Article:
Ten Money Questions for Dana Rudolph
Dana Rudolph publishes Mombian, a website for lesbian moms. Don’t worry; Mombian is not a “mommy blog” where she’s posting about what her adorable toddler did today. There’s none of that here. Instead Dana is online, typically twice a day, providing sustenance for moms that’s served up in a newsy, lifestyle format. She covers parenting and politics and everything in between including finances! I asked Dana for her perspective on money… as a parent, as a partner, as a child, and as a stay-at-home mom.
1. Mombian includes the practical side of parenting and one such resource is your frugal list of baby gear essentials. We all know that children cost a heck of a lot of money. Are they worth the expense?
If I wanted to be flippant, I’d say “Ask me when my son turns 18.” In truth, though, I’ve known from before he was born that it’s not about the money. That’s not to say kids should be overindulged–just that they’re priceless.
2. What is your most significant memory about money?
My parents often said “Let’s wait till the end of the month” when any of us wanted to buy something. We weren’t poor, but we were pretty much using up my dad’s paycheck every month to cover the necessities. At the end of the month, when he got paid, we might use a bit to cover a few extras. It taught me to be frugal and patient with my spending.
3. What is your worst habit around finances?
My one big indulgence is books, and I tend to buy even when the library would suffice.
4. When you gave up a career at Merrill Lynch to stay at home with your three-year-old son what were some of the adjustments made in shifting to one income?
I had to learn to rely on my partner for support without feeling guilty every time I wanted or needed to spend money. She had to learn not to let the pressure of being the sole provider get to her. As it happens, though, I had been the only breadwinner for a year just before and after she gave birth, then we switched. We’re thus better able to understand what the other is feeling about these issues. In terms of practical adjustments, we did cut back on some spending, like dining out, but we were pretty frugal in the first place. We’re also not able to put as much into pure savings now, though I know we’ll start doing so again when I go back to work.
5. Which is more important: how much you make or how you spend it?
How you spend it. This says much more about one’s core values.
6. Do you and your partner see eye-to-eye on money?
For the most part, yes, and that’s a big benefit to our relationship. We’re both savers, but not misers.
7. I read one article about your online venture that says “Mombian” keeps you from becoming “mombie”. How important is it for stay-at-home parents to keep one foot in the adult/work world?
I think it’s very important. We don’t immediately lose all our outside interests when we become parents, and we need adult interaction to keep us balanced. None of our children would want to become parents themselves if they thought it meant giving up everything else in their lives. Non-parental interests force us to step back and not become smothering, obsessive parents. They can also help keep our skill sets sharp for going back to outside employment. One has to find the right balance of child/adult time for oneself and one’s family, though. There’s no single formula that works for everyone at every stage of parenthood.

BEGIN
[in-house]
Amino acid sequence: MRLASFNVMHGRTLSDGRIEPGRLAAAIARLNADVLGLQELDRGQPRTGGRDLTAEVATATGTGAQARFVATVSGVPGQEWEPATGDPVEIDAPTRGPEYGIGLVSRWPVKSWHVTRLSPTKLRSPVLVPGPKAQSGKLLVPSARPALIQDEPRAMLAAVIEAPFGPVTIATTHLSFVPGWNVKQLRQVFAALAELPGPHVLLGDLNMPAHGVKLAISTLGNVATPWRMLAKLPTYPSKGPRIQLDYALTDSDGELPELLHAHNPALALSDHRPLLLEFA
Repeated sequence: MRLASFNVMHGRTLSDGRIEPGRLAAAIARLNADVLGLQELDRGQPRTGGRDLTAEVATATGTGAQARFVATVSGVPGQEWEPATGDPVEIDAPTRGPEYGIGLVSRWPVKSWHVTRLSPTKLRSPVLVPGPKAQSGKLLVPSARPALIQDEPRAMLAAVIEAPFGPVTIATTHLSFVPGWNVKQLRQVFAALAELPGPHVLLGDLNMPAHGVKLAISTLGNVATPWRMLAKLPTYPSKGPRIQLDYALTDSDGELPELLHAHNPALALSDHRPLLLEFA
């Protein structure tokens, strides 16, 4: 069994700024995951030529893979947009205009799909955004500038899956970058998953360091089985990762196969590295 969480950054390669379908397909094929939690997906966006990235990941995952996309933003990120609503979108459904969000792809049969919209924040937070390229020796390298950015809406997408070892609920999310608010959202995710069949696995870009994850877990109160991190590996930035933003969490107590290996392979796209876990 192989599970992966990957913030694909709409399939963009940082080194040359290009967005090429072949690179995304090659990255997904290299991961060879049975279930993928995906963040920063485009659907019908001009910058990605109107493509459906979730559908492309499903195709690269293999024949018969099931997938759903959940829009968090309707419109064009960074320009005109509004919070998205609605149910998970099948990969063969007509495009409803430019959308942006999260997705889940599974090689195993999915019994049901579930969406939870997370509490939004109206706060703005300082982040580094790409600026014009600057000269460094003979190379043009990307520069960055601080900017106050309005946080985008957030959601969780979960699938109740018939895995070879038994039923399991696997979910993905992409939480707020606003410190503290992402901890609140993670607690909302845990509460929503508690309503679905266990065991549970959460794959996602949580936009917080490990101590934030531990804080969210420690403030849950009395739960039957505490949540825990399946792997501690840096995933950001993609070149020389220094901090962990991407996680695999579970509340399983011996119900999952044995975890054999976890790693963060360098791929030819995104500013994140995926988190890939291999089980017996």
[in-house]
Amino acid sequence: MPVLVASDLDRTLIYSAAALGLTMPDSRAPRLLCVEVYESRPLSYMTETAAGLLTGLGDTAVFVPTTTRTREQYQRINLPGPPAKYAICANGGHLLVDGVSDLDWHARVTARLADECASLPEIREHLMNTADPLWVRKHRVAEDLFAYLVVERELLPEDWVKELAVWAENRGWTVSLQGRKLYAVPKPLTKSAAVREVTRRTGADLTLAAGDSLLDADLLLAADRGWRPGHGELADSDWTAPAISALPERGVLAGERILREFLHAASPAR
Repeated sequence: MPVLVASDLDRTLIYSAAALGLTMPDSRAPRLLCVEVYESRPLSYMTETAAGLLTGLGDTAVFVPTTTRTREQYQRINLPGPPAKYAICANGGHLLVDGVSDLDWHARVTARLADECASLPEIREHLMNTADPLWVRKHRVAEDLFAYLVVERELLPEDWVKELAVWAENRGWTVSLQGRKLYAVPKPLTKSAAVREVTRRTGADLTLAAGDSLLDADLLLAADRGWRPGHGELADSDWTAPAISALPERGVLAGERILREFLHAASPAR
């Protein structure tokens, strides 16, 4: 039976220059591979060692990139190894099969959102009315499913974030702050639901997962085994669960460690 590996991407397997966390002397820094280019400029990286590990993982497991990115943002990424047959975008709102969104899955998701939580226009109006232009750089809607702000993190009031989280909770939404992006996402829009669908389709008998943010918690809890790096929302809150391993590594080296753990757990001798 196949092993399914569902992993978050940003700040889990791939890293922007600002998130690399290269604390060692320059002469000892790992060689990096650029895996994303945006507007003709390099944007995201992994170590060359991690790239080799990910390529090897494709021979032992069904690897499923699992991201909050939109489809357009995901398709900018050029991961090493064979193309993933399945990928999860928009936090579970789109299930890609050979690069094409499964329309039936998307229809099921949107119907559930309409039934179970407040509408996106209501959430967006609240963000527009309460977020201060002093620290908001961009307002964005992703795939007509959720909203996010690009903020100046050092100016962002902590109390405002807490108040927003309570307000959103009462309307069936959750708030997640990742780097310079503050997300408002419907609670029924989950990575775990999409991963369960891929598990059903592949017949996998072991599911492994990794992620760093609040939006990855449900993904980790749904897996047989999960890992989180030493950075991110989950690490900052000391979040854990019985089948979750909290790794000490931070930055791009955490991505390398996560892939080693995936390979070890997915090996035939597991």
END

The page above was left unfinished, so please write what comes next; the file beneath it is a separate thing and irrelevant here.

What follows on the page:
8. If you could buy one thing right now what would it be?
My partner and I are in the process of moving to a new state, so I’ll have to say a new home. If I was going to choose something frivolous just for myself, I’d get a KitchenAid stand mixer–the 575-watt kind that makes the lights dim when you turn it on. Cooking is my one claim to domesticity, and I’ve wanted a bad-ass mixer for a while.
9. What is the most important lesson you hope to teach your son about money?
That it’s a means to an end, but not an end in itself.
10. Does money buy happiness?
No–or at least not in and of itself. I’ll admit that money can sometimes facilitate the things in which one finds happiness–a home for one’s family, a nice dinner with one’s partner, or a new iPod for oneself, for example. We have to create the happiness from these things, though – it’s not just handed to us as part of the transaction.
More about Dana Rudolph
Dana Rudolph publishes Mombian, a lifestyle site for lesbian moms, offering a mix of parenting, politics, diversions, and resources to strengthen and sustain lesbian moms in all their varied roles. She lives with her partner of more than a dozen years and their three-year-old son. Prior to motherhood, she worked for over a decade in the online industry, at both the startup and corporate levels. Most recently, she was vice president at Merrill Lynch, developing marketing and business strategies for several key online initiatives. She was also the first leader of the firm’s global LGBT employee network.
Read other Queercents interviews in the Ten Money Questions archive.